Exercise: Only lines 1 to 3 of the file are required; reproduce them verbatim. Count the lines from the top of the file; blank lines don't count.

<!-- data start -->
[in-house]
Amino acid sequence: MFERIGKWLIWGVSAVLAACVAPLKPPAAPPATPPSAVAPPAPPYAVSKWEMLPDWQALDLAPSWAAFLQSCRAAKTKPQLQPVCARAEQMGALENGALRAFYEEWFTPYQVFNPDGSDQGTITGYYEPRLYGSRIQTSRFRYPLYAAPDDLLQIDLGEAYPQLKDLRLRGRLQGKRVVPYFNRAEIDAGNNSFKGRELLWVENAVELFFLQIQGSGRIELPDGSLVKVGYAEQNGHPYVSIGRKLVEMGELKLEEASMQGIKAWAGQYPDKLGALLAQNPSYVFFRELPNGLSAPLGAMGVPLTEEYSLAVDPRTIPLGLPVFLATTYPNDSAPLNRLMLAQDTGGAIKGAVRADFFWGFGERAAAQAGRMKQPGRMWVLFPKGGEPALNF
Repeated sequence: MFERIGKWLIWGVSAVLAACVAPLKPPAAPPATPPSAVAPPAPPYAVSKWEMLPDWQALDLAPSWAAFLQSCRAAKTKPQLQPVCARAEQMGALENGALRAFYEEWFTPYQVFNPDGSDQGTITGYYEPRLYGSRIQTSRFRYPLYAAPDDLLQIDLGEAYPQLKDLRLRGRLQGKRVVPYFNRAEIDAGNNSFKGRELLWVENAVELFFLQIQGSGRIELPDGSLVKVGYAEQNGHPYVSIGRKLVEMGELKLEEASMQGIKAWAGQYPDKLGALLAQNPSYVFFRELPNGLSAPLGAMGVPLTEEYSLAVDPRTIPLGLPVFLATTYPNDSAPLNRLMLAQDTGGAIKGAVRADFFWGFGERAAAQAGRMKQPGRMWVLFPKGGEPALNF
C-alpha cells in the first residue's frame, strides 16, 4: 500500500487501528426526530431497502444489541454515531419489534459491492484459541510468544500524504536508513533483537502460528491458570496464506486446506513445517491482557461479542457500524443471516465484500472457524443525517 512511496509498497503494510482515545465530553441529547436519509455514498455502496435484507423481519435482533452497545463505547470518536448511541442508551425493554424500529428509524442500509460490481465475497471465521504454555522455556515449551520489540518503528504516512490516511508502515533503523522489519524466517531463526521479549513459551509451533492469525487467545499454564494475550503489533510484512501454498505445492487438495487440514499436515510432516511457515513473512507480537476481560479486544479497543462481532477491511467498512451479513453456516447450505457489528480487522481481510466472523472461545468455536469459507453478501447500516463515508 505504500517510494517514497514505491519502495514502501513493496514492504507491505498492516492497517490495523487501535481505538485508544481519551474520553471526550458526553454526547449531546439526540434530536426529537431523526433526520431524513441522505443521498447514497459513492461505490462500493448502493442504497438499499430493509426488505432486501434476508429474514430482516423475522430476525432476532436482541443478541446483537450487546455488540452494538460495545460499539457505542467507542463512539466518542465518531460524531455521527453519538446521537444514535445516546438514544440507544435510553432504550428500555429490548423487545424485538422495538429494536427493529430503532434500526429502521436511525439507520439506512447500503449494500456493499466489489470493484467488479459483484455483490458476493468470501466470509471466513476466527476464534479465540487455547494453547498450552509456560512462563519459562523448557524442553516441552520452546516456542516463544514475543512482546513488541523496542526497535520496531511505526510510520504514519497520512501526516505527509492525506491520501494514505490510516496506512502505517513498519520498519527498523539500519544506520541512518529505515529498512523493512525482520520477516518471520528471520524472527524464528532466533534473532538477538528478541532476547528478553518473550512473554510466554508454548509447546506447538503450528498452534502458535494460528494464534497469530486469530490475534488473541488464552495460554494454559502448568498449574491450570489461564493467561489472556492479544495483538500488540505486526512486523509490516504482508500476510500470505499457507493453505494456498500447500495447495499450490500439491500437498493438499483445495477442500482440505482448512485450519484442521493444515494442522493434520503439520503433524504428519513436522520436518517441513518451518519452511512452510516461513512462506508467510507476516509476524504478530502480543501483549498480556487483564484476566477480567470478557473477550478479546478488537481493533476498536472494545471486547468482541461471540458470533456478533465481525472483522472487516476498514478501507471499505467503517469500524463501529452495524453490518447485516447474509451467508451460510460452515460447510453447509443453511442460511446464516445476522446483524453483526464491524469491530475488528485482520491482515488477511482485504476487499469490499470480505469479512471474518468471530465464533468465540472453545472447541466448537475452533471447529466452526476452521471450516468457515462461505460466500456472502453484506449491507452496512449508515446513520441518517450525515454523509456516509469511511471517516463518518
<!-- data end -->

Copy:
[in-house]
Amino acid sequence: MFERIGKWLIWGVSAVLAACVAPLKPPAAPPATPPSAVAPPAPPYAVSKWEMLPDWQALDLAPSWAAFLQSCRAAKTKPQLQPVCARAEQMGALENGALRAFYEEWFTPYQVFNPDGSDQGTITGYYEPRLYGSRIQTSRFRYPLYAAPDDLLQIDLGEAYPQLKDLRLRGRLQGKRVVPYFNRAEIDAGNNSFKGRELLWVENAVELFFLQIQGSGRIELPDGSLVKVGYAEQNGHPYVSIGRKLVEMGELKLEEASMQGIKAWAGQYPDKLGALLAQNPSYVFFRELPNGLSAPLGAMGVPLTEEYSLAVDPRTIPLGLPVFLATTYPNDSAPLNRLMLAQDTGGAIKGAVRADFFWGFGERAAAQAGRMKQPGRMWVLFPKGGEPALNF
Repeated sequence: MFERIGKWLIWGVSAVLAACVAPLKPPAAPPATPPSAVAPPAPPYAVSKWEMLPDWQALDLAPSWAAFLQSCRAAKTKPQLQPVCARAEQMGALENGALRAFYEEWFTPYQVFNPDGSDQGTITGYYEPRLYGSRIQTSRFRYPLYAAPDDLLQIDLGEAYPQLKDLRLRGRLQGKRVVPYFNRAEIDAGNNSFKGRELLWVENAVELFFLQIQGSGRIELPDGSLVKVGYAEQNGHPYVSIGRKLVEMGELKLEEASMQGIKAWAGQYPDKLGALLAQNPSYVFFRELPNGLSAPLGAMGVPLTEEYSLAVDPRTIPLGLPVFLATTYPNDSAPLNRLMLAQDTGGAIKGAVRADFFWGFGERAAAQAGRMKQPGRMWVLFPKGGEPALNF